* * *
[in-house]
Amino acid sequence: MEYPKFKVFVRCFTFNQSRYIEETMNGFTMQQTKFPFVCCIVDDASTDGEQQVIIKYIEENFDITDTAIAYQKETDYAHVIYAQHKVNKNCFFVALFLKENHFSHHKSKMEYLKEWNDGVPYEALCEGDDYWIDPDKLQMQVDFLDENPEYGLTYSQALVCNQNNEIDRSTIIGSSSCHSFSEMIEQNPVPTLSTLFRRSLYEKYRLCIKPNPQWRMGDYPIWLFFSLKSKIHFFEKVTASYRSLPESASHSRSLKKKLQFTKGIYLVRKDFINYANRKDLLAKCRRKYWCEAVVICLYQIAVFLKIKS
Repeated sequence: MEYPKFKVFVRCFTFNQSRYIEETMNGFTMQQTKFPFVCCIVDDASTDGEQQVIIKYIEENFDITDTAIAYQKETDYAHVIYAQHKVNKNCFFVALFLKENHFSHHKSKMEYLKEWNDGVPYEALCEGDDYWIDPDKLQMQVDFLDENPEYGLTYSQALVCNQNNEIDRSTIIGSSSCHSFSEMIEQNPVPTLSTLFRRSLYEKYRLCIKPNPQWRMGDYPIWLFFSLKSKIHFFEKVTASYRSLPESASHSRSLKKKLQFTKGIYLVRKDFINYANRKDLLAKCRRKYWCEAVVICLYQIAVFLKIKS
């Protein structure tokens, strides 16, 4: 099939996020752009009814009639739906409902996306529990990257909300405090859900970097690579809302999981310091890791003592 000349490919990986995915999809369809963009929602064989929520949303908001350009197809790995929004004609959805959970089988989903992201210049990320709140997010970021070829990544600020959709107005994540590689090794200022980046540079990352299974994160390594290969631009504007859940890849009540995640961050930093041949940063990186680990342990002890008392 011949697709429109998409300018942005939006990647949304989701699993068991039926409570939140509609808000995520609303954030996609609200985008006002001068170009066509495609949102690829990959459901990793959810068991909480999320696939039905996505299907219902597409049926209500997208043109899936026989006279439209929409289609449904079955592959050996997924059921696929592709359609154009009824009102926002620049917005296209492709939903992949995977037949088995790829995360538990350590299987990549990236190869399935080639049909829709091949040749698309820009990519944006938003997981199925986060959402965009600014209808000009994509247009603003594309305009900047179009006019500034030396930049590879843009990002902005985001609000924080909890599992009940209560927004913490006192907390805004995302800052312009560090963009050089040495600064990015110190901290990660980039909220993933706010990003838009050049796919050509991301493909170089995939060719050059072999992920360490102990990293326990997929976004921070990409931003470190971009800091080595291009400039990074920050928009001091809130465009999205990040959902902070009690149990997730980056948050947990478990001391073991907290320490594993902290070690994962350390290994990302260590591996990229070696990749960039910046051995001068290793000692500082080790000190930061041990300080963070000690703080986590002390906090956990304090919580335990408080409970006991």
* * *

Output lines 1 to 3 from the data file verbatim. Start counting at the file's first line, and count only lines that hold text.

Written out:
[in-house]
Amino acid sequence: MEYPKFKVFVRCFTFNQSRYIEETMNGFTMQQTKFPFVCCIVDDASTDGEQQVIIKYIEENFDITDTAIAYQKETDYAHVIYAQHKVNKNCFFVALFLKENHFSHHKSKMEYLKEWNDGVPYEALCEGDDYWIDPDKLQMQVDFLDENPEYGLTYSQALVCNQNNEIDRSTIIGSSSCHSFSEMIEQNPVPTLSTLFRRSLYEKYRLCIKPNPQWRMGDYPIWLFFSLKSKIHFFEKVTASYRSLPESASHSRSLKKKLQFTKGIYLVRKDFINYANRKDLLAKCRRKYWCEAVVICLYQIAVFLKIKS
Repeated sequence: MEYPKFKVFVRCFTFNQSRYIEETMNGFTMQQTKFPFVCCIVDDASTDGEQQVIIKYIEENFDITDTAIAYQKETDYAHVIYAQHKVNKNCFFVALFLKENHFSHHKSKMEYLKEWNDGVPYEALCEGDDYWIDPDKLQMQVDFLDENPEYGLTYSQALVCNQNNEIDRSTIIGSSSCHSFSEMIEQNPVPTLSTLFRRSLYEKYRLCIKPNPQWRMGDYPIWLFFSLKSKIHFFEKVTASYRSLPESASHSRSLKKKLQFTKGIYLVRKDFINYANRKDLLAKCRRKYWCEAVVICLYQIAVFLKIKS